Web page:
Spenser Heaps, Deseret News
FILE - Algae bloom at Utah Lake July 15, 2016. Utah spent a relentless summer and protracted fall suffering from multiple harmful algal bloom outbreaks, an escalating threat to U.S. waterways that include the Mississippi River and Lake Erie.

SALT LAKE CITY — Utah spent a relentless summer and protracted fall suffering from multiple harmful algal bloom outbreaks, an escalating threat to U.S. waterways that include the Mississippi River and Lake Erie.

Throughout much of Utah, a dozen lakes, reservoirs and ponds were infested this year with blue-green algae, or cyanobacteria, that can sicken people and kill animals.

Agricultural runoff is a key culprit in many instances that lead to the proliferation of nutrients like phosphorus and nitrogen, which contribute to the outbreaks.

The nexus of agricultural operations and onset of the green scum led the Associated Press to examine the effectiveness of voluntary financial incentives offered by the U.S. Department of Agriculture to boost water quality.

The analysis showed that from 2009 to 2016, Emery and Box Elder counties were among the nation's top five recipients of $1.8 billion in federal funding designed to cut nutrient and sediment runoff, or otherwise improve water quality.

Over that period, Emery County received $11 million and Box Elder County got $9 million. Neither county is a hot spot for algal bloom outbreaks, though Box Elder County's Mantua Reservoir suffered an infestation this year.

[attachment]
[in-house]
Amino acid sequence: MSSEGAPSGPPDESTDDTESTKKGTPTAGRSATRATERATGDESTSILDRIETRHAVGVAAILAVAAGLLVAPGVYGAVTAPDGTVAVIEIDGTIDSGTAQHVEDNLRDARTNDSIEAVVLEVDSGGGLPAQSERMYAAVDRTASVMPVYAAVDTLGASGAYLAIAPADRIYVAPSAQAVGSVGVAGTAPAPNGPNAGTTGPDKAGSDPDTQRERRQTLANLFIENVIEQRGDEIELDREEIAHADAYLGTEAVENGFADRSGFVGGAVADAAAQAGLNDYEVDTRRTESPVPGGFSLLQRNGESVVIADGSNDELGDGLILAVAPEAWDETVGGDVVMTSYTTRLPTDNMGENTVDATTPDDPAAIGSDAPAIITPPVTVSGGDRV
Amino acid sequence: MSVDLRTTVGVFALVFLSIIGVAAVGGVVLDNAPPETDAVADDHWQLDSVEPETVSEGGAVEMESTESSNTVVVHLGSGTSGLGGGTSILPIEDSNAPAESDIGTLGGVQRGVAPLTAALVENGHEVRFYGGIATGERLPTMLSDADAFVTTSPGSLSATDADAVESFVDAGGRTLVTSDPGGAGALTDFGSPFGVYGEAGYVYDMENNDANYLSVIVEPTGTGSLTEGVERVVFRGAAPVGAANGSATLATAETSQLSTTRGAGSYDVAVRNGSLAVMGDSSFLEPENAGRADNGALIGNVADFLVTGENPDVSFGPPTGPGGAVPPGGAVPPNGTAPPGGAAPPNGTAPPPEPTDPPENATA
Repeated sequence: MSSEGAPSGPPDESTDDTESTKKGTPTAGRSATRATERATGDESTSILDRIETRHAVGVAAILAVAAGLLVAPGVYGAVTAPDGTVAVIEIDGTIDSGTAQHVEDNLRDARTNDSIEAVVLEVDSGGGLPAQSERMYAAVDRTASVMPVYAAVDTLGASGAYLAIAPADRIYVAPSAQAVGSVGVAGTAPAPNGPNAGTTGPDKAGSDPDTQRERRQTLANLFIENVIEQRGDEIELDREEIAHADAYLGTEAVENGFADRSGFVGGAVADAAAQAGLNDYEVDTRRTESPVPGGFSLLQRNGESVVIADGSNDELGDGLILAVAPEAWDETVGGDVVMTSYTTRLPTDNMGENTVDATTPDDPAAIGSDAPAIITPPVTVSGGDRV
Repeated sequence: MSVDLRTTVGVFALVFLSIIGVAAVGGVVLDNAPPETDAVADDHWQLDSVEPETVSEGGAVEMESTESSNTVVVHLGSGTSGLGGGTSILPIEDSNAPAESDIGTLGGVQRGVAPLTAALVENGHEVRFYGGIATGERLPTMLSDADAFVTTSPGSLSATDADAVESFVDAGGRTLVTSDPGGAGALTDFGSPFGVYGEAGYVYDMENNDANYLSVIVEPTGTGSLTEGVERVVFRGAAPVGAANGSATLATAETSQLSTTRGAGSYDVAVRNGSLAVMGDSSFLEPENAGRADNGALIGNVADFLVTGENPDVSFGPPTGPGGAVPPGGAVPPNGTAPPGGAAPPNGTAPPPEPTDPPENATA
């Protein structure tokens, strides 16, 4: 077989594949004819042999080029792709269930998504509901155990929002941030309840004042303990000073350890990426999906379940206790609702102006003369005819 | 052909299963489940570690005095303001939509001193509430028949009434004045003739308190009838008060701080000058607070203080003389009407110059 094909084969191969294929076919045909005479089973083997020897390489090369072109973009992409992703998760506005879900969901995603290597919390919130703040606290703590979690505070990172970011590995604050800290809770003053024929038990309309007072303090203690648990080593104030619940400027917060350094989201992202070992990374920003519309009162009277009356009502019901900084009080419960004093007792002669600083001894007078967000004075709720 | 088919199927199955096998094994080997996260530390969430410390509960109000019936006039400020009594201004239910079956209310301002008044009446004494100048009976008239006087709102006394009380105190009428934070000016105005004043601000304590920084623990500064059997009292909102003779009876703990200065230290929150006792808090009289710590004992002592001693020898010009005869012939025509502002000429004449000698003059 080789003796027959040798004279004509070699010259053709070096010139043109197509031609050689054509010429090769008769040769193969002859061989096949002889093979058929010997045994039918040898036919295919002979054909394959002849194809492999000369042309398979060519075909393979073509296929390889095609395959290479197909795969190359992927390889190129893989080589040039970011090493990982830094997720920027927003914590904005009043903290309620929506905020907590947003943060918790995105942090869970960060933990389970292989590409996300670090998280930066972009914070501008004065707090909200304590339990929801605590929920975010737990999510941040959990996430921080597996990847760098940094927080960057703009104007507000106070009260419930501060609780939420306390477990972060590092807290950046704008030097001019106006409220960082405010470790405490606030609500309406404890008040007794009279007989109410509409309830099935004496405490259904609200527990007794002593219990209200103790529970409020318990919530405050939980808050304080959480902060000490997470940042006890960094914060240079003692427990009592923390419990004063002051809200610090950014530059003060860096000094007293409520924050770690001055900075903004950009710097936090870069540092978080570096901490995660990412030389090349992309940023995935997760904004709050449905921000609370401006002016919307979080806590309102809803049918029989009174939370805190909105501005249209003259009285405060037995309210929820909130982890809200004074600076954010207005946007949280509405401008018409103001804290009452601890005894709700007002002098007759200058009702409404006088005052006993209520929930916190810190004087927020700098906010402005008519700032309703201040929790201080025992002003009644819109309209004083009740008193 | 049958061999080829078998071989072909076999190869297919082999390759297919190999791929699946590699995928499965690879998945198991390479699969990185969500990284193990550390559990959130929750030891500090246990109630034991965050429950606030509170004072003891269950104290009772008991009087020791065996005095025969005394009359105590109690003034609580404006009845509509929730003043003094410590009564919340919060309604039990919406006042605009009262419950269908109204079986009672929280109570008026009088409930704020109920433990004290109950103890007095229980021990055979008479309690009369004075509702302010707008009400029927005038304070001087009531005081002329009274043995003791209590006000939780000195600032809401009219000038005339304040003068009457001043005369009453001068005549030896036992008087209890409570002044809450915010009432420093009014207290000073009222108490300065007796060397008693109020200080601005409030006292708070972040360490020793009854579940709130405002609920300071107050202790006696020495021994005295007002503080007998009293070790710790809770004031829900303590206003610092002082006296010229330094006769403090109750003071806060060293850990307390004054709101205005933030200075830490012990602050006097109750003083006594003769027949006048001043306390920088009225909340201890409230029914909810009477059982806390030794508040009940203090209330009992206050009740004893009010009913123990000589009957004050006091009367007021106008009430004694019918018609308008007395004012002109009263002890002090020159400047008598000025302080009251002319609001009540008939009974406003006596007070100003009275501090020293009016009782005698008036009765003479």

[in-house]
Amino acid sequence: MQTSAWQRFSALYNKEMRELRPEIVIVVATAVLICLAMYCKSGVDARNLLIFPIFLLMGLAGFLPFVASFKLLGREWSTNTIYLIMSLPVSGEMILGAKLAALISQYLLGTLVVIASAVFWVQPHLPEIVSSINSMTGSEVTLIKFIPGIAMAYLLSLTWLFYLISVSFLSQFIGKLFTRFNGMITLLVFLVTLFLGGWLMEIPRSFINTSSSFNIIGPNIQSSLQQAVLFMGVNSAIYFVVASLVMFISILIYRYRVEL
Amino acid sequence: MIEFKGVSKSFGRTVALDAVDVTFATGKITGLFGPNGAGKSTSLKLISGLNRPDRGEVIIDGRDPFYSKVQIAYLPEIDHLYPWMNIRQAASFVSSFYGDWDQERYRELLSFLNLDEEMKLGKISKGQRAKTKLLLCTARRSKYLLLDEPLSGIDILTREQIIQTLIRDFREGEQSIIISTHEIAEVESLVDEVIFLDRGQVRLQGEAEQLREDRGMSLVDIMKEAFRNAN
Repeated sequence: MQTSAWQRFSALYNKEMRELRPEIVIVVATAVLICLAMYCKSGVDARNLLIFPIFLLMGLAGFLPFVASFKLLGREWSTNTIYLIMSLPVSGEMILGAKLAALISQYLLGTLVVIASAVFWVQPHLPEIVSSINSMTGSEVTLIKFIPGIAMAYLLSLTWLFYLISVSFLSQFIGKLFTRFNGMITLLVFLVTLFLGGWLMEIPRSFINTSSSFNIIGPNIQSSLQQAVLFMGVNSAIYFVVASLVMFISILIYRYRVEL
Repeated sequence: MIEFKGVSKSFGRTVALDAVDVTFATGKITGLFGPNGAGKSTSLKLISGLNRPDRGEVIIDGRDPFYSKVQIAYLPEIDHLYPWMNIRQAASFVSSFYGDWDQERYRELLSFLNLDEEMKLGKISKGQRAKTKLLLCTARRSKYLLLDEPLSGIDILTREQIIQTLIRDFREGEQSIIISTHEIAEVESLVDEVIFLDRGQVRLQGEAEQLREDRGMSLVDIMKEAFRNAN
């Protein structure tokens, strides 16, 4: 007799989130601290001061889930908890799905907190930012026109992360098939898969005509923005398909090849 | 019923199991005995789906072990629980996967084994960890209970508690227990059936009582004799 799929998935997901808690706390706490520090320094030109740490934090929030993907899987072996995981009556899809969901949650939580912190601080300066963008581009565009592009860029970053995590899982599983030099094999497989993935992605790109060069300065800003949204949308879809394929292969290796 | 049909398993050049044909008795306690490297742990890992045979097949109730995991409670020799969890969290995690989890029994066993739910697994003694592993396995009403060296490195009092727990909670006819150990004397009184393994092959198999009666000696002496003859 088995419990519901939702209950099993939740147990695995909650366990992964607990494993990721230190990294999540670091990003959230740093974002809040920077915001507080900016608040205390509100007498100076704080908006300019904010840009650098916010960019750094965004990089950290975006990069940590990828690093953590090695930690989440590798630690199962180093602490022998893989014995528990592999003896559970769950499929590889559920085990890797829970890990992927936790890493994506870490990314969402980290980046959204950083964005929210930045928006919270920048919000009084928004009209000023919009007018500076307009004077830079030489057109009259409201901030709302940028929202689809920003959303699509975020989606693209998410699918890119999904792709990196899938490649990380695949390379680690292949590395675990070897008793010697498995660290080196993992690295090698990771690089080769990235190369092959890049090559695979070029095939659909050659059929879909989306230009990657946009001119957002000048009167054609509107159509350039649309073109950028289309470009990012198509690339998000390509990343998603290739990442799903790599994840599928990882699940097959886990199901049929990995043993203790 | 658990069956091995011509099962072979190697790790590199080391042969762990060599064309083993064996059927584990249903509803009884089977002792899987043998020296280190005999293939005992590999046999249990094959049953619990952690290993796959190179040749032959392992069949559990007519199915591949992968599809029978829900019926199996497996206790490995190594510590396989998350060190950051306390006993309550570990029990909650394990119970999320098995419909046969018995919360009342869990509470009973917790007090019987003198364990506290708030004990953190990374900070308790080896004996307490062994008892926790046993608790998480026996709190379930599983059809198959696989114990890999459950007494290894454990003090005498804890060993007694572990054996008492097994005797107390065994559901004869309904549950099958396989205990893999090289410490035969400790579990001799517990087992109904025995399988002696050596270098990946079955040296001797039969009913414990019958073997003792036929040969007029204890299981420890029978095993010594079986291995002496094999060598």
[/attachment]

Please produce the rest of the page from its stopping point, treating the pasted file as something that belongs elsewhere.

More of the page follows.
Utah County, home to Utah Lake, the state's largest freshwater lake frequently infested, received just shy of $776,000 over the same time frame.

State water quality regulators do not believe agricultural runoff is the root cause of Utah Lake's algal bloom problem, instead targeting wastewater treatment plants to reduce nutrient pollution, establishing a technology-based limit for phosphorus that facilities must meet by 2020.

Erica Gaddis, director of the Utah Division of Water Quality, said regulators are also identifying new nutrient pollution limits for other waterways throughout the state, establishing a tiered system that goes after the most critical water bodies first.

The state Department of Environmental Quality estimates that 43 percent of Utah's lakes and reservoirs are nutrient-impaired, and nearly half of the state's rivers will degrade in water quality over the next 20 years.

Federal funding offered through the U.S. Department of Agriculture's Natural Resources Conservation Service is part of a broader spectrum of voluntary incentives designed to boost more environmentally friendly practices among farming and ranching operations, which contribute to nutrient pollution.

In its analysis, the Associated Press questioned the effectiveness of voluntary programs — including the Environmental Quality Incentives Program, or EQIP. It also noted the low participation rates on a national scale, just 6 percent of an estimated 2 million farms.

"We've had decades of approaching this issue largely through a voluntary framework," said Jon Devine, senior attorney for the Natural Resources Defense Council, a New York-based, nonprofit environmental advocacy group. "Clearly the existing system isn't working."